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Characteristics of Democracy

03 May 2008
town meeting (AP Images)

Some U.S. localities still practice direct democracy. Here, a Harwick, Vermont town meeting.

(The following article is taken from the U.S. Department of State publication, USA Democracy in Brief.)

Democracy is more than just a set of specific government institutions; it rests upon a well-understood group of values, attitudes, and practices – all of which may take different forms and expressions among cultures and societies around the world. Democracies rest upon fundamental principles, not uniform practices.

Core Democratic Characteristics

• Democracy is government in which power and civic responsibility are exercised by all adult citizens, directly, or through their freely elected representatives.

• Democracy rests upon the principles of majority rule and individual rights. Democracies guard against all-powerful central governments and decentralize government to regional and local levels, understanding that all levels of government must be as accessible and responsive to the people as possible.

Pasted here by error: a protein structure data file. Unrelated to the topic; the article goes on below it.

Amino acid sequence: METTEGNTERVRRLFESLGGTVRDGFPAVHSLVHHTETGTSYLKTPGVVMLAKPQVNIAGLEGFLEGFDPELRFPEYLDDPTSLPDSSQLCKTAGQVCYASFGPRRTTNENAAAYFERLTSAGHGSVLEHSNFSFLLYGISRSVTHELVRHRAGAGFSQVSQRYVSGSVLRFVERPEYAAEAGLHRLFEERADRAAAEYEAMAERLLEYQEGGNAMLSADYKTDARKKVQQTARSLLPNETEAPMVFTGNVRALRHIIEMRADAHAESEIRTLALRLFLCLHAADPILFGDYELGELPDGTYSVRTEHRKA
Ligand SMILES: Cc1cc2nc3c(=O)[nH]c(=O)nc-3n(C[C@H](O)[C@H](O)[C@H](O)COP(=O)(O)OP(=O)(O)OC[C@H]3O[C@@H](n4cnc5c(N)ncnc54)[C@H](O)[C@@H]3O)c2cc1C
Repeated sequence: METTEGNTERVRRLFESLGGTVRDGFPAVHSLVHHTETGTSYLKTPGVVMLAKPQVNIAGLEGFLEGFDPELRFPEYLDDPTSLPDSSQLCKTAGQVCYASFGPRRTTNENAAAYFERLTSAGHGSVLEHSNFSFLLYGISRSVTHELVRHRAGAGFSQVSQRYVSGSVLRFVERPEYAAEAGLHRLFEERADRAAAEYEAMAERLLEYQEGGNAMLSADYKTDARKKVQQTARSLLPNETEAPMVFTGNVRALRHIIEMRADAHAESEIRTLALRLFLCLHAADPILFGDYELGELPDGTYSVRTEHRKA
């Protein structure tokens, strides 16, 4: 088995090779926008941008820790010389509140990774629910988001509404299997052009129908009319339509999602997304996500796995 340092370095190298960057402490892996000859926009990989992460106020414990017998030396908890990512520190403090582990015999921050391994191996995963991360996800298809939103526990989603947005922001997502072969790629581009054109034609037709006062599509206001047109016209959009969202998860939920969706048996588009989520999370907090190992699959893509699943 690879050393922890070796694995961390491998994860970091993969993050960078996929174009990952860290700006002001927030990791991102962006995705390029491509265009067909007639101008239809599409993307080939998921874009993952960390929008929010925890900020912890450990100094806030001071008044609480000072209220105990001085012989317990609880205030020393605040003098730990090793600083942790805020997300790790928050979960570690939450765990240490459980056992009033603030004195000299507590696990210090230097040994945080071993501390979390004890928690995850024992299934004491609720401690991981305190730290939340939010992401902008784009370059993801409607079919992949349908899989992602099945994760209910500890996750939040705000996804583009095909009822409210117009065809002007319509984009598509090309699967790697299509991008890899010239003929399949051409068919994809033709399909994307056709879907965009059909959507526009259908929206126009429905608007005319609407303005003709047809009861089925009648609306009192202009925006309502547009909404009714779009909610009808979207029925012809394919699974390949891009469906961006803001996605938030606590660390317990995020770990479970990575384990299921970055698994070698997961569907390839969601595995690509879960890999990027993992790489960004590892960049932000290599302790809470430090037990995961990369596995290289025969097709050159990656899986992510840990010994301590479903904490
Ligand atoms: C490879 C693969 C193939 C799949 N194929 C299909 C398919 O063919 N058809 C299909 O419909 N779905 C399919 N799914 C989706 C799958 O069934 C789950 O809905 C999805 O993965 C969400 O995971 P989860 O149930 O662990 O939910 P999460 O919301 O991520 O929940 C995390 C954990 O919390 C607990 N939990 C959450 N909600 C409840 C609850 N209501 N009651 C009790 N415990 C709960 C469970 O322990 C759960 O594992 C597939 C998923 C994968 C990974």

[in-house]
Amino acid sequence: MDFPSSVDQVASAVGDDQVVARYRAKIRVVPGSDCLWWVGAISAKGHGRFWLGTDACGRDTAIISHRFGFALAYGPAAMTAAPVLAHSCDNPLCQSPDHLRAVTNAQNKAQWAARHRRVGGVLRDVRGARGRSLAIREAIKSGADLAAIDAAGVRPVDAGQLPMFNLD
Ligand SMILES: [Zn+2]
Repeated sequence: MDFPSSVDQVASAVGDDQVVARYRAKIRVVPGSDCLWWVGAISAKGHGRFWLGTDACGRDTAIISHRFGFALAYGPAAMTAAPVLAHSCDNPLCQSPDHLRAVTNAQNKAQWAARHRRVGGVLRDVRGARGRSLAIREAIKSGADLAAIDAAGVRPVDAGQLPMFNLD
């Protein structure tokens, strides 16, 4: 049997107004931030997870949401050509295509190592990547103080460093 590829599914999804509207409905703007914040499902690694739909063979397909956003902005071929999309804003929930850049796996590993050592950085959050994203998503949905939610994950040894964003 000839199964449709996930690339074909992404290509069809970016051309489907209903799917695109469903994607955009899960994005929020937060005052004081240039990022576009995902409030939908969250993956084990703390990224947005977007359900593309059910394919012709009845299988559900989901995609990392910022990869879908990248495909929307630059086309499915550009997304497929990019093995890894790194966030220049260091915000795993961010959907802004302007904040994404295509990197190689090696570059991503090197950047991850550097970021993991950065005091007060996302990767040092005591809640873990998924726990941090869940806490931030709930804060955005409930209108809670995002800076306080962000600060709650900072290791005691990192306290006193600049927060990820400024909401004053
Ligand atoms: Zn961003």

• Democracies understand that one of their prime functions is to protect such basic human rights as freedom of speech and religion; the right to equal protection under law; and the opportunity to organize and participate fully in the political, economic, and cultural life of society.

• Democracies conduct regular free and fair elections open to citizens of voting age.

• Citizens in a democracy have not only rights, but also the responsibility to participate in the political system that, in turn, protects their rights and freedoms.

• Democratic societies are committed to the values of tolerance, cooperation, and compromise. In the words of Mahatma Gandhi, "Intolerance is itself a form of violence and an obstacle to the growth of a true democratic spirit."

Two Forms of Democracy

Democracies fall into two basic categories, direct and representative. In a direct democracy, citizens, without the intermediary of elected or appointed officials, can participate in making public decisions. Such a system is clearly most practical with relatively small numbers of people – in a community organization, tribal council, or the local unit of a labor union, for example – where members can meet in a single room to discuss issues and arrive at decisions by consensus or majority vote.

Some U.S. states, in addition, place "propositions" and "referenda" – mandated changes of law – or possible recall of elected officials on ballots during state elections. These practices are forms of direct democracy, expressing the will of a large population. Many practices may have elements of direct democracy. In Switzerland, many important political decisions on issues, including public health, energy, and employment, are subject to a vote by the country's citizens. And some might argue that the Internet is creating new forms of direct democracy, as it empowers political groups to raise money for their causes by appealing directly to like-minded citizens.